Dahlen you're right about the making a mental note of it, yes, and building up a picture of their trustworthiness. You're right, too, about the not owing anyone anything in the early stages. My instinct is to end it or just cut them off if a pattern begins to emerge, but I worry that I'm being a bit hasty or that I'm not being considerate enough. But I see that you're right and someone should be making an effort in those early days. If they're not making an effort, then it's something they're not that into. Which is fair enough.
I do think I'm a good person. And you're right. It's not even about evaluating them as an individual, it's just about saying, they're not right for me.
Meerka I agree with a lot of what you've said. Sadly, if you knew the sort of men I go for, you'd see that they're not at all dangerous or charming. They're usually quite awkward, self deprecating, intelligent and a bit geeky! I don't got for the type of man you'd normally associate with being an arse!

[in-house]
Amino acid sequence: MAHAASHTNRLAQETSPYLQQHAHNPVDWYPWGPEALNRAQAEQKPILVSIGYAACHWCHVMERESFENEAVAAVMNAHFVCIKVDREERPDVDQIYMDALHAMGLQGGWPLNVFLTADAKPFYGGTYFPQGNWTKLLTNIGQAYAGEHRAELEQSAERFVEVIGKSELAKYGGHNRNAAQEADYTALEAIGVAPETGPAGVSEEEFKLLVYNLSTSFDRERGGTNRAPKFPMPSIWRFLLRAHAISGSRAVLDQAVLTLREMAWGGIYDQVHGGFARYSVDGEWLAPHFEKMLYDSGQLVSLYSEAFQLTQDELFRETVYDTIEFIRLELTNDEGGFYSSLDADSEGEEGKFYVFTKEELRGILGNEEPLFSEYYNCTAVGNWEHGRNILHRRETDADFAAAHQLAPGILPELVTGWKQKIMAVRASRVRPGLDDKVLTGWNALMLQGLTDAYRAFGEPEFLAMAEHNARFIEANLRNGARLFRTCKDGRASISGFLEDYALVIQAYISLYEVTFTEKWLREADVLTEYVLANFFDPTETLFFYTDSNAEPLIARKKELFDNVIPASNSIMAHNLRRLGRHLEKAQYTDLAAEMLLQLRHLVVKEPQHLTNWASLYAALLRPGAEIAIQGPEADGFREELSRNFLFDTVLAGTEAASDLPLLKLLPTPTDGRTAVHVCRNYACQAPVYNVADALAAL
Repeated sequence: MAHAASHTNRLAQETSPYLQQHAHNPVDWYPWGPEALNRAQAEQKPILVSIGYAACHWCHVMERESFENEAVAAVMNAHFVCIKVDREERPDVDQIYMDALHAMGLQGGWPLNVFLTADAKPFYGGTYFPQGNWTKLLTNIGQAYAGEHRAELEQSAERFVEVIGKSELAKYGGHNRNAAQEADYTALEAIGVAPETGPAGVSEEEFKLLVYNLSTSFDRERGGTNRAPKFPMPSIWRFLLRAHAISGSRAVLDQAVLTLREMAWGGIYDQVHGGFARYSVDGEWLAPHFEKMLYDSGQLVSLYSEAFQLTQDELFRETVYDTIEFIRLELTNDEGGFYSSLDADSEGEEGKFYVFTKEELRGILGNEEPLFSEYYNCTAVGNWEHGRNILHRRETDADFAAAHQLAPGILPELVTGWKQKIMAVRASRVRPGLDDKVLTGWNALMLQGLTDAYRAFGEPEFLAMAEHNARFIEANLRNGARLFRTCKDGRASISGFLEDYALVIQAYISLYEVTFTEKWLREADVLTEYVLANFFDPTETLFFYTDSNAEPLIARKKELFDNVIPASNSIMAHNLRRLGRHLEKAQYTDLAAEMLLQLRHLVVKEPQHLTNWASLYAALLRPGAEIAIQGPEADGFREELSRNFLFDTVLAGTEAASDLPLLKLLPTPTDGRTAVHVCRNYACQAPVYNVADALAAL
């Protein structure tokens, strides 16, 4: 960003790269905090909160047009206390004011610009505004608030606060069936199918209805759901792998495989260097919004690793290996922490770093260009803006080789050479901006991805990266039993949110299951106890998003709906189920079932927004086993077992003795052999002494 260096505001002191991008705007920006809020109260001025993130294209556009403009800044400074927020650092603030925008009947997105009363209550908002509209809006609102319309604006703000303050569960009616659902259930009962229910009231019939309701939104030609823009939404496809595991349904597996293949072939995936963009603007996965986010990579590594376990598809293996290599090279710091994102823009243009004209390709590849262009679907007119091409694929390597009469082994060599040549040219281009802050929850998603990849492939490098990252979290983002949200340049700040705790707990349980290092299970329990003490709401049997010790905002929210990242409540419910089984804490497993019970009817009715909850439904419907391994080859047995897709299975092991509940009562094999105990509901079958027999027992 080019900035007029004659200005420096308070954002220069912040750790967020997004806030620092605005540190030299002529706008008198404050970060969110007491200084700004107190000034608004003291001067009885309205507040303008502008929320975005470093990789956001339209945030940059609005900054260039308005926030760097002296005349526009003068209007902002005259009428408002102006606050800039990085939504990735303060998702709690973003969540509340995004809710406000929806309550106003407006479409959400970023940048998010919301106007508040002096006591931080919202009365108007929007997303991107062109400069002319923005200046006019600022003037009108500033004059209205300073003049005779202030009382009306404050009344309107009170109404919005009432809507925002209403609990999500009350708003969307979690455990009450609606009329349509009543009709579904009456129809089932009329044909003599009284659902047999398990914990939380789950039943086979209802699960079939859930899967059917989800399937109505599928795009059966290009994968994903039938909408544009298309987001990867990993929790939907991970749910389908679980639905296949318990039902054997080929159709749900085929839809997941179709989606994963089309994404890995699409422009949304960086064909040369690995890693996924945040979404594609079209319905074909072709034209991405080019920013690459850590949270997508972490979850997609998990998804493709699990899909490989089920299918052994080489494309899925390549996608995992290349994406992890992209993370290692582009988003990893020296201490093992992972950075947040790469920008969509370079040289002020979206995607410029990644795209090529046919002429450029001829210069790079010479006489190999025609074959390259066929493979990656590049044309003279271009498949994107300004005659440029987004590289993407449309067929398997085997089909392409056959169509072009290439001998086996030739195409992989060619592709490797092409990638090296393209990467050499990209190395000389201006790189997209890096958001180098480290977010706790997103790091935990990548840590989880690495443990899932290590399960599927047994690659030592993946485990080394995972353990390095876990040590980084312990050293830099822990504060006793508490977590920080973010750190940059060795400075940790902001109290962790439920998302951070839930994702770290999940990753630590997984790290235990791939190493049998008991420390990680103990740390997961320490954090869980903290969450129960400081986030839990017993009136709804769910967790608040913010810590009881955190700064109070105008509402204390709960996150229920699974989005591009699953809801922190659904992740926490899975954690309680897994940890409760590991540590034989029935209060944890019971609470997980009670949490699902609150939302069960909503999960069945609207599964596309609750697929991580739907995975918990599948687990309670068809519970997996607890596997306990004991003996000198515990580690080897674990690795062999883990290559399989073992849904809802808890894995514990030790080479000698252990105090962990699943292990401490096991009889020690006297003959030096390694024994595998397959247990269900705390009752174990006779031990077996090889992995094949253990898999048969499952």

I think the lying in these men doesn't come from being a 'player', it comes from a not wanting to hurt your feelings and a believing they're letting you down gently. When I deal much more easily in black and white facts. If someone thinks I'll take the hint by being let down gently, I don't. And then it comes as a great big smack in the face and I feel stupid because all the signs were there. I suppose that's what I'm talking about really, when I ask how you know if you can/should trust someone. It's about recognising those signs. I think I've got more of an idea now!